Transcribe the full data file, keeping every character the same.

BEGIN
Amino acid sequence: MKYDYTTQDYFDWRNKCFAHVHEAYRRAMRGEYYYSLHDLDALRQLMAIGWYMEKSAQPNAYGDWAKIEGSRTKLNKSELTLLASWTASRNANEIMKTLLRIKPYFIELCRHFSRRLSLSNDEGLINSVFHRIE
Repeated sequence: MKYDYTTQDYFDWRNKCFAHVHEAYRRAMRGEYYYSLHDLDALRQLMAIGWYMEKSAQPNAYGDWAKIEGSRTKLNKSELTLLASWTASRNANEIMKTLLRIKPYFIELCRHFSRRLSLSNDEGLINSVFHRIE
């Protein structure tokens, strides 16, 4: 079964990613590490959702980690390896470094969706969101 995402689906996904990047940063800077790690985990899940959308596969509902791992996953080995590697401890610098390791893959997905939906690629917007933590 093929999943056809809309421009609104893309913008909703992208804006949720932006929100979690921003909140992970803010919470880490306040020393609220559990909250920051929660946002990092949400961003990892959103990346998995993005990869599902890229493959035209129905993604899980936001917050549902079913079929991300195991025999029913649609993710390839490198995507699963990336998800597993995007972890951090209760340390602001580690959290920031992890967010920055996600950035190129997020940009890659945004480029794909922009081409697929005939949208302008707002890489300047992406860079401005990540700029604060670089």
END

Amino acid sequence: MKYDYTTQDYFDWRNKCFAHVHEAYRRAMRGEYYYSLHDLDALRQLMAIGWYMEKSAQPNAYGDWAKIEGSRTKLNKSELTLLASWTASRNANEIMKTLLRIKPYFIELCRHFSRRLSLSNDEGLINSVFHRIE
Repeated sequence: MKYDYTTQDYFDWRNKCFAHVHEAYRRAMRGEYYYSLHDLDALRQLMAIGWYMEKSAQPNAYGDWAKIEGSRTKLNKSELTLLASWTASRNANEIMKTLLRIKPYFIELCRHFSRRLSLSNDEGLINSVFHRIE
């Protein structure tokens, strides 16, 4: 079964990613590490959702980690390896470094969706969101 995402689906996904990047940063800077790690985990899940959308596969509902791992996953080995590697401890610098390791893959997905939906690629917007933590 093929999943056809809309421009609104893309913008909703992208804006949720932006929100979690921003909140992970803010919470880490306040020393609220559990909250920051929660946002990092949400961003990892959103990346998995993005990869599902890229493959035209129905993604899980936001917050549902079913079929991300195991025999029913649609993710390839490198995507699963990336998800597993995007972890951090209760340390602001580690959290920031992890967010920055996600950035190129997020940009890659945004480029794909922009081409697929005939949208302008707002890489300047992406860079401005990540700029604060670089």